Top National Trust Father’s Day Walks

Birling Gap and the Seven Sisters, East Sussex. Credit: National Trust Images/Arnhel de Serra
Tiger Inn walk is located near Birling Gap and the Seven Sisters, East Sussex. Credit: National Trust Images/Arnhel de Serra

Looking for something a little more adventurous to do with your dad this Father’s Day? Why not take a stroll along one of these National Trust walks before a pit-stop at one of these fantastic pubs? Father’s Day sorted

Blickling Estate in Norfolk. Credit: National Trust Images/Fisheye Images
Bucks Arms walk passes Blickling Estate in Norfolk. Credit: National Trust Images/Fisheye Images

East of England: Wander Blickling Estate in Norfolk before a late lunch at the Bucks Arms

If you’re in Norfolk, why not plan a walk around the magnificent Blickling Estate parkland? The 4,500 acres of magnificent garden, historic park and ancient yew hedges are a delight to explore with an 18th-century Doric-style temple, secret tunnels and amazing birdlife. The 17th-century traditional pub and former coaching inn, Bucks Arms is located on the walk down from the main car park to the house. With locally sourced produce, seasonally rotating ales and a mean steamed steak and kidney pudding with horseradish mash on the menu, Dad will be in heaven.

George Inn in Lacock, Wiltshire. Credit: National Trust Images/Rupert Truman
George Inn in Lacock, Wiltshire. Credit: National Trust Images/Rupert Truman

South West England: Stroll the Lacock riverside walk in Wiltshire before a pint at The George Inn

Much of historic Lacock village in Wiltshire, dating back to medieval times, is managed by the National Trust. For a village-based day out with Dad, why not try one of the many National Trust walks around the area, including the village walk that takes in all the picturesque cottages and lovely English countryside; the riverside walk along the banks of the River Avon with views of the abbey and medieval village; or the Abbey pleasure garden walk through the forgotten water gardens. A stop at The George Inn after your amble is mandatory. Dating back to 1361 and featuring a huge open fireplace, the George Inn offers ploughman’s boards, sandwiches, hearty mains and delicious puddings.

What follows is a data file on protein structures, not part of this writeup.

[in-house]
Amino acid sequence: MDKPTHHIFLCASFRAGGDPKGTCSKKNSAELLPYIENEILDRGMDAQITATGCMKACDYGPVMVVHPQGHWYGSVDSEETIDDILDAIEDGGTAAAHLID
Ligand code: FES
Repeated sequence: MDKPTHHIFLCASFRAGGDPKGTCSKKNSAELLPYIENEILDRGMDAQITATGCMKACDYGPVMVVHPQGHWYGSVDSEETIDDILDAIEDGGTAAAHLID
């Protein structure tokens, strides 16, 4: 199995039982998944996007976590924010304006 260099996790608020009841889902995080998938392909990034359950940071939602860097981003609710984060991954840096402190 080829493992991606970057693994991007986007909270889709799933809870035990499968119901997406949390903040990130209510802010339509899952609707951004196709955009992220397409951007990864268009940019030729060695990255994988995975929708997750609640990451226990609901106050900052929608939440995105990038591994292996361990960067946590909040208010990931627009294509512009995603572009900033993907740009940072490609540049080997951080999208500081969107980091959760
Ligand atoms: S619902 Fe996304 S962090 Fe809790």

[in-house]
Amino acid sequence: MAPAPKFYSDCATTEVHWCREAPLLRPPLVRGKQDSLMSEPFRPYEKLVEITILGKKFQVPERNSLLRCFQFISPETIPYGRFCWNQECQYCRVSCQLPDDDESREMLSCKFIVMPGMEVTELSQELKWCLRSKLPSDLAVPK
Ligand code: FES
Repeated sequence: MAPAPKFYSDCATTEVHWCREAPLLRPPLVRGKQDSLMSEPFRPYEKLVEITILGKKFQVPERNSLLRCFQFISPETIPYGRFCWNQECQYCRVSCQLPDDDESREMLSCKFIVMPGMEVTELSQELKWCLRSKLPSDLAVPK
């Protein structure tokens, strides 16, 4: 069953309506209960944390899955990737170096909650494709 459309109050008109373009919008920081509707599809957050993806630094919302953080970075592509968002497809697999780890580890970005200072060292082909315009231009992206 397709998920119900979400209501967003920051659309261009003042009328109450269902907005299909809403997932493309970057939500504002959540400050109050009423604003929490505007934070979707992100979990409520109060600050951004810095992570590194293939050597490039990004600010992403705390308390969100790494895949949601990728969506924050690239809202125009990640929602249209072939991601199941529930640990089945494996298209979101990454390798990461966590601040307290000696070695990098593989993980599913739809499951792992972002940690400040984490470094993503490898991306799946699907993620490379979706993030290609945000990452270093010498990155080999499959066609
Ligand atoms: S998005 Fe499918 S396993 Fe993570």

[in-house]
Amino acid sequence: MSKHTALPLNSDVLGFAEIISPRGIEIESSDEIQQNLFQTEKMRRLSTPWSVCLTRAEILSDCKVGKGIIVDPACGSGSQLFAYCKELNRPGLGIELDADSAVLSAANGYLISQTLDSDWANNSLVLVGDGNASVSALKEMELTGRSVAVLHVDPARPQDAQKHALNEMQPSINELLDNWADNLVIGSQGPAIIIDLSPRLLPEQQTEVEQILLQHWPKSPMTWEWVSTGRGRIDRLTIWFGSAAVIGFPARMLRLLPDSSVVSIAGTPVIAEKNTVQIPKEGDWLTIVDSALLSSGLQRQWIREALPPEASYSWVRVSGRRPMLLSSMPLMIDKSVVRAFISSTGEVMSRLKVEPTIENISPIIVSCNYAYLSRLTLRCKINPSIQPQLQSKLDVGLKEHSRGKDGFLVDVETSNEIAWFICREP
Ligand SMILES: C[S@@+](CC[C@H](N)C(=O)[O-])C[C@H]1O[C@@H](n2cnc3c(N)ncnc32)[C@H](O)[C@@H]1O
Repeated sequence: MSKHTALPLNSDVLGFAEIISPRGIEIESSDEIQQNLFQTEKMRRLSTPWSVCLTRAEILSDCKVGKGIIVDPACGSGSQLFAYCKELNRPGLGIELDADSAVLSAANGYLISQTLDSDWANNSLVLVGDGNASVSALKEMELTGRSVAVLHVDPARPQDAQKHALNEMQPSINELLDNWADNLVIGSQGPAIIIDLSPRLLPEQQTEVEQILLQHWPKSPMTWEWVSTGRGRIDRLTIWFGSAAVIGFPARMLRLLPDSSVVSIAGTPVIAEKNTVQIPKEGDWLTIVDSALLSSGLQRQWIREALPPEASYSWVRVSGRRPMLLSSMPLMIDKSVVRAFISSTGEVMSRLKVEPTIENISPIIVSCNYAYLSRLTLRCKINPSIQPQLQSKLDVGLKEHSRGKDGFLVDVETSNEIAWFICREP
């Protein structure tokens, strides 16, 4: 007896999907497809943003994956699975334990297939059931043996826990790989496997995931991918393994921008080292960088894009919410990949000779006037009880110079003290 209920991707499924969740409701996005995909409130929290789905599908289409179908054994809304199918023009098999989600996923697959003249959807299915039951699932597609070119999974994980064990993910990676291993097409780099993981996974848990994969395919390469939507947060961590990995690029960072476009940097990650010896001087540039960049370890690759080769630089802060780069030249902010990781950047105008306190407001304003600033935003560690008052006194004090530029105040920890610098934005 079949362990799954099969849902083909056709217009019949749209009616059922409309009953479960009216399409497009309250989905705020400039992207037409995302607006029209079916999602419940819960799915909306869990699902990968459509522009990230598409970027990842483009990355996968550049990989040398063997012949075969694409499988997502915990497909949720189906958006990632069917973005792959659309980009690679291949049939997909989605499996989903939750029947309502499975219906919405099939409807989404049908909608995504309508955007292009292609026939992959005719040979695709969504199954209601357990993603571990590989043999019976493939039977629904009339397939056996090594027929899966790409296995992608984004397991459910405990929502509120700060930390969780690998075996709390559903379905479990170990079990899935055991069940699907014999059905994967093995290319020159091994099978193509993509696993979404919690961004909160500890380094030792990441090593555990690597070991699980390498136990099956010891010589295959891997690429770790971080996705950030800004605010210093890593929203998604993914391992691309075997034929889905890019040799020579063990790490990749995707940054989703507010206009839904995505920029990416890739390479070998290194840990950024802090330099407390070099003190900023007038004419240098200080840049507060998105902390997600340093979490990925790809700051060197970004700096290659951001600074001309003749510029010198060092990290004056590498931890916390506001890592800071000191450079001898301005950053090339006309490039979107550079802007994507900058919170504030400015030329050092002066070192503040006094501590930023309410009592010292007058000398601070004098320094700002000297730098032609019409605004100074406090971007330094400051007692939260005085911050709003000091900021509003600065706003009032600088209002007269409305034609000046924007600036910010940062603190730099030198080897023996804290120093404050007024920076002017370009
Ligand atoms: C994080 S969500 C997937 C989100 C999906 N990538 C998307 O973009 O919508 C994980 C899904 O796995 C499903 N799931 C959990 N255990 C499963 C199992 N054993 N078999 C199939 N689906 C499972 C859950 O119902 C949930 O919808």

Birling Gap and the Seven Sisters, East Sussex. Credit: National Trust Images/Arnhel de Serra
Tiger Inn walk is located near Birling Gap and the Seven Sisters, East Sussex. Credit: National Trust Images/Arnhel de Serra

South East England: Early start at The Tiger Inn before exploring the circular South Downs walk

Why not take Dad’s breath away with a walk to Birling Gap, part of the Seven Sisters chalk cliffs? Take an early lunch at The Tiger Inn (one that doesn’t hinder walking) and pick up a beermat with the circular route on it – this is one of six ‘Fancy a swift one beer mat’ walks in the South Downs. Starting from the pub walk to Birling Gap, taking in the spectacular views over the downs and East Sussex coast, before looping back again. The best part? You finish back at the Inn and, hopefully, just in time for some afternoon tea and a refreshing drink.

The Crown Bar, Belfast. Credit: National Trust Images/John Hammond
The Crown Bar, Belfast. Credit: National Trust Images/John Hammond

Northern Ireland: Explore the riverside trail at Minnowburn before heading city side to The Crown Bar, Belfast 

The Riverside Trail at Minnowburn is an an easy 2-hour walk that starts in the woodlands of Minnowburn and takes in the banks of the River Lagan. Post walk, why not visit one of Northern Ireland’s most famous pubs, The Crown Bar? This Victorian gem, dating back to 1826, and hidden in the streets of Belfast is a wonderfully atmospheric setting, with period gas lighting and cosy snugs that feature the original gun metal plates for striking matches and bells to alert staff.

Ty Coch Inn in the sheltered fishing hamlet on the Lleyn Peninsula, Wales. Credit: National Trust Images/Joe Cornish
Ty Coch Inn in the sheltered fishing hamlet on the Lleyn Peninsula, Wales. Credit: National Trust Images/Joe Cornish

Wales: Pit-stop at Tŷ Coch Inn along the Porthdinllaen walk 

Situated in the fishing village of Porthdinllaen on the north coast of the Llŷn Peninsula, Tŷ Coch Inn, meaning red house in English, is a spectacular spot to stop as you enjoy the Porthdinllaen walk along the coast. Be rewarded with magnificent views, fine sandy beaches, and the comings and goings of local fishermen, with a seat at The National Trust tenanted,Tŷ Coch Inn, which delivers wonderful seafood, refreshing beverages and lovely Welsh hospitality.

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